Pente was created in 1978 by Gary Gabrel from Stillwater, Oklahoma, USA.
Pente is close to Japanese game of ninuki-renju.
There are two ways to win the game:
Win by getting five-(or more)-in-a-row,
either horizontally, vertically, or diagonally, with no empty
points between the stones, or
Win by capturing five (or more) pairs of
your opponents stones.
Playing begins in the center of the board
Whenever your opponent has two stones (and
only two) which are adjacent, those stones are vulnerable to
capture. The pair can be captured by bracketing its two ends with
your own stones.
By placing stone in *, captures a pair of opponent's stones.
A stone may legally be played onto any empty
intersection, even if that point has been previously occupied,
and even if forms a pair between two enemy stones. No capture is
made by the enemy in that case.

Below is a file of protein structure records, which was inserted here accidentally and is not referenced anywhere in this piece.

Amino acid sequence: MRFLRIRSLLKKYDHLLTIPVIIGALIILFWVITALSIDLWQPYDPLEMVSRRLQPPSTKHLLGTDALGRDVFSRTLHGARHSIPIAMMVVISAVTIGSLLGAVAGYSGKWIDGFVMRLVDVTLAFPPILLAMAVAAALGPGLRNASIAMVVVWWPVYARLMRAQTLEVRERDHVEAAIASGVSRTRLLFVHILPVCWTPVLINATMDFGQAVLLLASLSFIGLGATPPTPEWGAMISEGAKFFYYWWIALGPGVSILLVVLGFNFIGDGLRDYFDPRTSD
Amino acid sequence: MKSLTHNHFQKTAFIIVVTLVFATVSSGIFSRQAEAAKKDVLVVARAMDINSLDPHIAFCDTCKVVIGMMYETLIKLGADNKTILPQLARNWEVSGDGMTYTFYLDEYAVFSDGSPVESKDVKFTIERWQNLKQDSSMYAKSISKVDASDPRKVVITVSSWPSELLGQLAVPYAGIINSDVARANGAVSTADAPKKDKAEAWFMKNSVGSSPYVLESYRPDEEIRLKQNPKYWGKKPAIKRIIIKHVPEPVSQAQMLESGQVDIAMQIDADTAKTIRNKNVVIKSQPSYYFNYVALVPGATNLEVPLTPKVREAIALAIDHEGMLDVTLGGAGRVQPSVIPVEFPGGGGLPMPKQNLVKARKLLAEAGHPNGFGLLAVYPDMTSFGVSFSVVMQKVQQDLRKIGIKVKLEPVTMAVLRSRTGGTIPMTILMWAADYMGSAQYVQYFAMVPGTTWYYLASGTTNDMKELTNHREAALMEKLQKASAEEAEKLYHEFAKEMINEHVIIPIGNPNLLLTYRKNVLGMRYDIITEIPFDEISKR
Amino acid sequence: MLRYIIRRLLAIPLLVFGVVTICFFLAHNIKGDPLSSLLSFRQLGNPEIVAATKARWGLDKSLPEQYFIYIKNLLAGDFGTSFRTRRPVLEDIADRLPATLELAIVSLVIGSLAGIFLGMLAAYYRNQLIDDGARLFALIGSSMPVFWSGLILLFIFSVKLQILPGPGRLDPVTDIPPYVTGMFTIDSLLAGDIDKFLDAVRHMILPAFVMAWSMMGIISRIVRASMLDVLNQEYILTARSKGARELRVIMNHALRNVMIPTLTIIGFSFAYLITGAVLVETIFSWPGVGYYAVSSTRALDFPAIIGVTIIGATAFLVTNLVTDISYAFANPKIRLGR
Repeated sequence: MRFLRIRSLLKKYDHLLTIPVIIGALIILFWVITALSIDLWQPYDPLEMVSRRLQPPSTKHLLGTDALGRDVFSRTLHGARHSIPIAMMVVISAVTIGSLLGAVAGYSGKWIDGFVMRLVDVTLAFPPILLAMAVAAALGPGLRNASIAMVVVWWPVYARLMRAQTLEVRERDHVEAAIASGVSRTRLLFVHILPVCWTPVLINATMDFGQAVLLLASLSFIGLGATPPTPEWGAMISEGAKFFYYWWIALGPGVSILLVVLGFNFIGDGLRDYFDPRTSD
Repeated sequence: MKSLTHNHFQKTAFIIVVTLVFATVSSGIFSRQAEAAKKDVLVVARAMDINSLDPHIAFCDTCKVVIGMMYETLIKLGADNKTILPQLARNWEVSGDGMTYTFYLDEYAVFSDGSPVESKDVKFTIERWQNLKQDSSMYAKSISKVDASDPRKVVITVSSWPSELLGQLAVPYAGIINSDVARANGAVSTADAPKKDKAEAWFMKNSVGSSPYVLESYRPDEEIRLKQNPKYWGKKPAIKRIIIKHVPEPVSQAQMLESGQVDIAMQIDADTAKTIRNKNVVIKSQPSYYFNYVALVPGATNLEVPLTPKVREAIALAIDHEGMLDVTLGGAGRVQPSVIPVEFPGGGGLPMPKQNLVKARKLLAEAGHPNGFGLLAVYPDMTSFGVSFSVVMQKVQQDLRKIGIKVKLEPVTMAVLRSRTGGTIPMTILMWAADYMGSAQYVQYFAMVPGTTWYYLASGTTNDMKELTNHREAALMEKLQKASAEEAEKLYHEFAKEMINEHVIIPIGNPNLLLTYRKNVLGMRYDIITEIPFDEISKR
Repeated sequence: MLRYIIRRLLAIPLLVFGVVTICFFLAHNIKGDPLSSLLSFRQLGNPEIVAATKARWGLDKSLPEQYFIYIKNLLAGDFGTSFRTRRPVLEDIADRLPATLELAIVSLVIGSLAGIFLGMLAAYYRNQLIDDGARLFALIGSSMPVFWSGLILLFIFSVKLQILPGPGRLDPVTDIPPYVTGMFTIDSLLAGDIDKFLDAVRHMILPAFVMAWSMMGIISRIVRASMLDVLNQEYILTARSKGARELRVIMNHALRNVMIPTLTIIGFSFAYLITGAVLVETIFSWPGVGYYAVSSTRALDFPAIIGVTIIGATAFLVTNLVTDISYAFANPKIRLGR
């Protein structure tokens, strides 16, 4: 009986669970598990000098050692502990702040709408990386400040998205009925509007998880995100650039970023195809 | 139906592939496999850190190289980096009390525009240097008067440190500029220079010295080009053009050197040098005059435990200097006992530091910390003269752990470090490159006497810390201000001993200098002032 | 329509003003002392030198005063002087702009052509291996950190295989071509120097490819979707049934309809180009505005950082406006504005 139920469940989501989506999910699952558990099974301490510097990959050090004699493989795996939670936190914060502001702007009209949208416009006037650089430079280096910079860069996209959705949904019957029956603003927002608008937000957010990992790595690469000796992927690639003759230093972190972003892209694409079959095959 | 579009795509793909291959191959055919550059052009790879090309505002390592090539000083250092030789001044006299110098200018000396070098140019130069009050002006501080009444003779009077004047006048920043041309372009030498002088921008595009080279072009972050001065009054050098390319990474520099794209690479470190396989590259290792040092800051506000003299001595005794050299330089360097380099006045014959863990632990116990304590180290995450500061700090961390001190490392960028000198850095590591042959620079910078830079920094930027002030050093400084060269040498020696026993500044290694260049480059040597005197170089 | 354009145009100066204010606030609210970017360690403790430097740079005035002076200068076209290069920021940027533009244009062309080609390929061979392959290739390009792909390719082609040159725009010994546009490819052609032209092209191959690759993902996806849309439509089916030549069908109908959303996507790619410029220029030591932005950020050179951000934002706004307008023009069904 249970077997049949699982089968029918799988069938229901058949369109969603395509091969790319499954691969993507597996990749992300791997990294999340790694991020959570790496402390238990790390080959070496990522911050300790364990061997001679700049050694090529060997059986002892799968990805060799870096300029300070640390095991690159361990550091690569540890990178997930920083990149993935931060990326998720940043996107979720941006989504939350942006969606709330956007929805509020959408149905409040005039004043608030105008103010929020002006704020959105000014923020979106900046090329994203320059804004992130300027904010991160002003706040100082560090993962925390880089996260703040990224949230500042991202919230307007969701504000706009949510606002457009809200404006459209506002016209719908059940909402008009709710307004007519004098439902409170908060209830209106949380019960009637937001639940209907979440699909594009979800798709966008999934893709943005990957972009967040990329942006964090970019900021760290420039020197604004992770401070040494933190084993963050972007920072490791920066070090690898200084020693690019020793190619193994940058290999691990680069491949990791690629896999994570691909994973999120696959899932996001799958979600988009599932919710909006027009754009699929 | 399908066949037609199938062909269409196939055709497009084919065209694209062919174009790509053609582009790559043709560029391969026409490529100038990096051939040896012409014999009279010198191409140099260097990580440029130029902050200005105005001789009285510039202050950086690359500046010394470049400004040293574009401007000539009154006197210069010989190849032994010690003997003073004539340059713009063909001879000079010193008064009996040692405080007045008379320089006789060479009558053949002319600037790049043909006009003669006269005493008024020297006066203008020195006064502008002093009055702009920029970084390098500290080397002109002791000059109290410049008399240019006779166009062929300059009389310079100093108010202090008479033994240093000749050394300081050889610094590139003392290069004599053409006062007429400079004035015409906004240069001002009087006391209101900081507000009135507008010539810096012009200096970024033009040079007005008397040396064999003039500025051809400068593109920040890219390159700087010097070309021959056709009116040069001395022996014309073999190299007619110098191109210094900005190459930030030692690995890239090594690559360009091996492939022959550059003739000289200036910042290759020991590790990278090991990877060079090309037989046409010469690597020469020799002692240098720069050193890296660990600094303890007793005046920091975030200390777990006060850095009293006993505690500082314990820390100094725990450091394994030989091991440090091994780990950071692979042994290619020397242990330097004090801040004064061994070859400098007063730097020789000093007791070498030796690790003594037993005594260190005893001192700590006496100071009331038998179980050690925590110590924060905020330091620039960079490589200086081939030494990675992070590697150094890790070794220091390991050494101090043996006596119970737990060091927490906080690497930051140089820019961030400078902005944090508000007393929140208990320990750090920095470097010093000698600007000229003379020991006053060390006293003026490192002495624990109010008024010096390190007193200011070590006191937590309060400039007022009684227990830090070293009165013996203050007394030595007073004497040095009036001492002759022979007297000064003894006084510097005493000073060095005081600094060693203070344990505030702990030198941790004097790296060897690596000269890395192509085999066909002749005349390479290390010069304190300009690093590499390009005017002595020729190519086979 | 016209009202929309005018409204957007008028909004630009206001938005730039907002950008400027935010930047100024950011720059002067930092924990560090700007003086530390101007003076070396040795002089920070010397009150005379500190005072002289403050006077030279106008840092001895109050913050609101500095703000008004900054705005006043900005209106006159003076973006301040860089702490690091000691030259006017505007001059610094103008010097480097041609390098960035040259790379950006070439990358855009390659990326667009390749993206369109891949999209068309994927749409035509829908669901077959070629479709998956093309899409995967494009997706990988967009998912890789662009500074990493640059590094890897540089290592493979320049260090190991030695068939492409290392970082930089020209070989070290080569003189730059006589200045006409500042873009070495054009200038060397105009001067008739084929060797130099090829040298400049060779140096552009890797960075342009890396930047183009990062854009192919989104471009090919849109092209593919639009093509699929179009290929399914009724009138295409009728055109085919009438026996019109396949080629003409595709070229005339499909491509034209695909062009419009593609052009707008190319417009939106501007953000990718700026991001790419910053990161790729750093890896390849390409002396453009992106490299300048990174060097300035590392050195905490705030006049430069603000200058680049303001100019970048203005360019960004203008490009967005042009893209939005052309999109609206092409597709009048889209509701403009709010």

Multiple captures are legal.
Pente-board has 19 vertical and 19
horizontal lines like the Go-board.
This is official rule.
Using our software you can play Pente in board with other sizes.
White starts the game which differs from
Renju and Go.
The player moving first has a distinct advantage.
The tournament rule decrease deferences between black and white.
The tournament rule was created by Tom Braunlich.
The tournament rule:the 3rd move Black must make outside the
zone of 5x5 intersections with the same center as the center of the whole board.
The 5x5 zone is a prohibited zone.
G-Pente is a variation of Pente proposed by Gary Barnes.
The tournament rule + it additionally prohibits for 3rd move playing on the
4th and 5th intersections away from the center of the board that are on the same horizontal or vertical line.
The reason for the variation is to make the game more fair for second player
Tessera or four-in-a-row
This is a deadly theat.
This is a threat that if left unblocked become tessera or four-in-a-row
The split 3 can form four-in-a-row. but opponent may start a counterthreat.